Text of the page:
Entries in Aid (2)


To Woo Support, Sandy Aid Bill Plumped Up with Money for Another Hurricane

EVA HAMBACH/AFP/Getty Images(WASHINGTON) -- Without mentioning them by name, Senate Majority Leader Harry Reid, D-Nev., Thursday singled out specific Republican senators, calling on them to help pass the supplemental aid package for victims of Hurricane Sandy.

The call was also backed up quietly with some money.

Late Wednesday night the Senate Appropriations Committee made some hasty edits in the emergency spending bill for Sandy victims, adding money for states that had been hit -- by a different hurricane. The move no doubt sweetened the pot a bit for some senators who might otherwise complain about excessive government spending.

In a marked up version of the bill, provided to ABC News by a source who did not want to be named, an edit is made to a key sentence:

“That using $34,500,000 of the funds provided herein, the Secretary shall expedite and complete ongoing flood and storm damage reduction studies in areas that were impacted by Hurricane Sandy in the North Atlantic Division of the U.S. Army Corps of Engineers.”

In the margin, written in pen, were edits adding funding for some hurricanes past.

It now reads, “….Hurricanes Sandy and Isaac in the North Atlantic and Mississippi Valley Division of the U.S. Army Corps of Engineers.”

You can see the edits, which were written in by hand by members of the Senate Appropriations Committee, HERE.

Hurricane Isaac tore through the Gulf Coast and the Atlantic Coast in August of 2012, hitting Florida, Louisiana, Mississippi and Alabama the hardest.

Elsewhere in the marked up version of the Sandy bill were similar edits, changing references to just “Hurricane Sandy” to include Hurricane Isaac.

At a press conference on Capitol Hill Thursday Senate Majority Leader Reid singled out Republicans.

“When Irene struck, we acted very quickly,” Reid said, using relief for past hurricanes by way of example to get Sandy funding through, “We didn’t look and say, ‘Well, let’s see. Alabama has two Republican senators. Mississippi has two Republican senators. Texas has two Republican senators. Louisiana has one Republican senator.’”

The total amount of the bill will remain $60.4 billion, suggesting some of  the changes effectively will divert money away from Hurricane Sandy aid to Hurricane Isaac relief.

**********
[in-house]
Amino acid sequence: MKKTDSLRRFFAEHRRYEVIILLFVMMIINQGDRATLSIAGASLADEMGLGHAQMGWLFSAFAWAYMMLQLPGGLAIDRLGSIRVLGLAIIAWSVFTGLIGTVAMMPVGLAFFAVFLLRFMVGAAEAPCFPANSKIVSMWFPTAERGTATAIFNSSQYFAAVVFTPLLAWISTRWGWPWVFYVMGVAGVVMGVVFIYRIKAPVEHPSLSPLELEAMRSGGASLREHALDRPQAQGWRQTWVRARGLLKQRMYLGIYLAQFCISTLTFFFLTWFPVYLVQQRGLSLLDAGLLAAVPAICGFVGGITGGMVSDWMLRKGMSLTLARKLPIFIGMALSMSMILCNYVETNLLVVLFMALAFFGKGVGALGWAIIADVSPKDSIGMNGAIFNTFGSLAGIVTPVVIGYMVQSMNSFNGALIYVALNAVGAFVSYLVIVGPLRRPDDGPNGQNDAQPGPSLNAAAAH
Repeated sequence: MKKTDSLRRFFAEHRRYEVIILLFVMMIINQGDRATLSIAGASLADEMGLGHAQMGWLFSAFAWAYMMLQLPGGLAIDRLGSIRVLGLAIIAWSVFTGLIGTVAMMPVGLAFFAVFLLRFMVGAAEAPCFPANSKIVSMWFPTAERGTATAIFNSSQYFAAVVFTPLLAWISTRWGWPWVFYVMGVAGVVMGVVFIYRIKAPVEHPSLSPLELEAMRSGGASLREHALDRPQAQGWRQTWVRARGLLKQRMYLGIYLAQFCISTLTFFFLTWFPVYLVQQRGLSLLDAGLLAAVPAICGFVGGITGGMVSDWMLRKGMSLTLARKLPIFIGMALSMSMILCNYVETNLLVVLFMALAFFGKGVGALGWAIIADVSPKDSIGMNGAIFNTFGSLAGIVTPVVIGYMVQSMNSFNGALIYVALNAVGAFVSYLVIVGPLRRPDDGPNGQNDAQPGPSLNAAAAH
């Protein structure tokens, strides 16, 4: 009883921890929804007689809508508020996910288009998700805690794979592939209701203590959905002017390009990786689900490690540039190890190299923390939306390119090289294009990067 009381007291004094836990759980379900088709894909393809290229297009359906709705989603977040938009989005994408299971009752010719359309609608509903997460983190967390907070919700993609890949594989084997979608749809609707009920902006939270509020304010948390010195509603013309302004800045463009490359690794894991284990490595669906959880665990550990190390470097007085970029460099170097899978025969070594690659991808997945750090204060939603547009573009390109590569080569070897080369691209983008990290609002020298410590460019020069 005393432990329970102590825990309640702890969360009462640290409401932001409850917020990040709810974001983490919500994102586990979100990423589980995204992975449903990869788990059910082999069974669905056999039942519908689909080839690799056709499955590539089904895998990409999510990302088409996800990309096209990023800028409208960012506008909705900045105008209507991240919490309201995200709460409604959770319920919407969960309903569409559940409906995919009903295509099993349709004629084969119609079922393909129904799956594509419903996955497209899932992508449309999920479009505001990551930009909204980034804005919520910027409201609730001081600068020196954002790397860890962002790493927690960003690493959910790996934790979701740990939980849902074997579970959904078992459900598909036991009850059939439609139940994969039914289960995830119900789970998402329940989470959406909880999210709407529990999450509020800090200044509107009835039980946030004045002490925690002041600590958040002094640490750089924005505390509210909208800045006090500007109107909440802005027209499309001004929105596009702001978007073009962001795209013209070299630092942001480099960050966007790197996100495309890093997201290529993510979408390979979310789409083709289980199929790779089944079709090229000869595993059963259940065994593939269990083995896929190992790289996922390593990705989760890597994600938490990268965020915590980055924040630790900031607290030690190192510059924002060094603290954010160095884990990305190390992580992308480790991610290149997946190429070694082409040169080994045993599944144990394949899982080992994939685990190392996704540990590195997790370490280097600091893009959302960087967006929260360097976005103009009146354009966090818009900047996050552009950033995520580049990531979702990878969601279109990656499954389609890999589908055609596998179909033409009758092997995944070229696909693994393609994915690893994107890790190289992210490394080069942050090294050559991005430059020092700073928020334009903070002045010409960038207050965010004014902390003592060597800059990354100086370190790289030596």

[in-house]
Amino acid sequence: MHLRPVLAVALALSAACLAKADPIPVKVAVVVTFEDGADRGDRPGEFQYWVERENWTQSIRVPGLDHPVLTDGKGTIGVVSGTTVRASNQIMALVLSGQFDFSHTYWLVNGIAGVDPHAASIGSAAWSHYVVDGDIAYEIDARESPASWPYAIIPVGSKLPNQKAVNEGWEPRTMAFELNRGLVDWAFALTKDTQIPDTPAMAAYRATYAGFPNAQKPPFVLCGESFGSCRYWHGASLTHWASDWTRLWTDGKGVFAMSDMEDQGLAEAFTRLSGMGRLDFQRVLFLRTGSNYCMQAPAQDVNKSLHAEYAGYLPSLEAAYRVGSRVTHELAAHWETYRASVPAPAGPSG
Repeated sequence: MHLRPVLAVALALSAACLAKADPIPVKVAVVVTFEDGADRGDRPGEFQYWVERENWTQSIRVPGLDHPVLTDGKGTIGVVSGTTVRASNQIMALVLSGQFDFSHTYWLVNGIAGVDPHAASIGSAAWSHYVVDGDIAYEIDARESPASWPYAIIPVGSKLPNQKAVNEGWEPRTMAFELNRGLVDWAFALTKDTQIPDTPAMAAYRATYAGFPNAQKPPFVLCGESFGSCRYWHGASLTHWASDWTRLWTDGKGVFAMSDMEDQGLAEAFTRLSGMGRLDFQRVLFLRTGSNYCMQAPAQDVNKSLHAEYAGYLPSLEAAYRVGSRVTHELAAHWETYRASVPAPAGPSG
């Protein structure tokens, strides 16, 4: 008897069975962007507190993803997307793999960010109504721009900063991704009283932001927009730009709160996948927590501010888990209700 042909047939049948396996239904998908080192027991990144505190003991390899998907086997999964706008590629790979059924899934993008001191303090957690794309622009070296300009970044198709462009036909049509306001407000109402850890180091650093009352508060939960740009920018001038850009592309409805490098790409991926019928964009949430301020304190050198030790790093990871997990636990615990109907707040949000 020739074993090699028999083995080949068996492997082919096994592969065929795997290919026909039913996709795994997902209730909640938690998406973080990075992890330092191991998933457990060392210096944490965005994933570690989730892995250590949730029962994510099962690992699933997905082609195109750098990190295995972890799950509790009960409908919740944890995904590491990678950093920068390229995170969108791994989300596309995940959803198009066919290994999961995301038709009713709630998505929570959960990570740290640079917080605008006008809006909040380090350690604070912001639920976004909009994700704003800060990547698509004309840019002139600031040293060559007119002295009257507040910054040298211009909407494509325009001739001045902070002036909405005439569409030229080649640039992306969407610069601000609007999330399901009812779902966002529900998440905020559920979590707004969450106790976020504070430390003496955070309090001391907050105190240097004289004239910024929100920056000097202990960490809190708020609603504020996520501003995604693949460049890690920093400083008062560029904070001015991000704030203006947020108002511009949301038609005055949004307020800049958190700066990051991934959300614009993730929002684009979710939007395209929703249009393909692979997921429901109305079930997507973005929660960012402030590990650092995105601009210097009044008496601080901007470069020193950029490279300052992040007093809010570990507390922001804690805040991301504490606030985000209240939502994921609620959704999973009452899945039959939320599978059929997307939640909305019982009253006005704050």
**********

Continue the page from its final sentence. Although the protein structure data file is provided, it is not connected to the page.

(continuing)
Republicans’ support, even from states in the yearly path of hurricanes, is not guaranteed on the $60.4 billion Sandy aid package being debated in the Senate.

Republicans have balked at the size of the request, and have called for more time to review the deal.

Key Republicans, including Sens. John McCain of Arizona and Tom Coburn of Oklahoma took issue at what critics saw as pork -- what the senators called "questionable" spending -- in the bill. According to The Wall Street Journal, the senators criticized more than $5 billion slated for the Army Corps of Engineers because it didn't specify what the money would fund. Headlines were also made by the bill's reported $125 million slated for various Department of Agriculture projects unrelated to Sandy. In a joint statement, the senators said of those extras, "Americans impacted by Hurricane Sandy deserve better than this."

The request, which still needs the approval of Congress, includes billions in urgently needed aid. But it also features some other items:  $2 million to repair roof damage at Smithsonian buildings in Washington that happened before the storm; $4 million to repair sand berms and dunes at the Kennedy Space Center in Florida; and $41 million for clean-up and repairs at eight military bases along the storm’s path, including Guantanamo Bay, Cuba among other items.

The Senate is currently working through the Sandy aid package with the hope that a bill can be passed this week or next.

Copyright 2012 ABC News Radio


Sen. Carl Levin 'Deeply Disturbed' About US Aid to Pakistan

ABC News(WASHINGTON) -- Sen. Carl Levin (D-Mich.), chairman of the Senate Armed Services Committee, told ABC News he is "deeply disturbed" about U.S. aid to Pakistan and has launched an informal investigation into whether high levels of the Pakistani government knew Osama bin Laden's whereabouts.

"We need these questions about whether or not the top level of the Pakistan government knew or was told by the ISI, their intelligence service, about anything about this suspicious activity for five years in a very, very centralized place," Levin said in an interview with ABC News.

Levin, for one, believes high levels of the Pakistani government had to know where bin Laden was.

"I think at high levels, high levels being the intelligence service, at high levels they knew it," Levin said.  "I can't prove it.  I just think it's counterintuitive not to."

This year alone, the United States gave Pakistan more than $3 billion in military and economic aid.

"Some of it is in our interest.  Some of it seems to be, is not clearly in our interest, and that's why the questions that we are asking the Pakistan government to answer need to be answered," Levin said.

As for the U.S. operation to get bin Laden, Levin said he is unconcerned that details of the story told by the White House have changed.

"There was a firefight on the first floor, and then the most dangerous guy in the world that was being captured on the third floor makes a move, which was an evasive move, guns in his room, big guns, you know, powerful guns," Levin said.  "And here's a man who sends out suicide bombers, who himself was easily expected could have a suicide vest himself and blow up the whole thing."

Levin added, "The bottom line is the right thing was done in the right way." 

Copyright 2011 ABC News Radio

ABC News Radio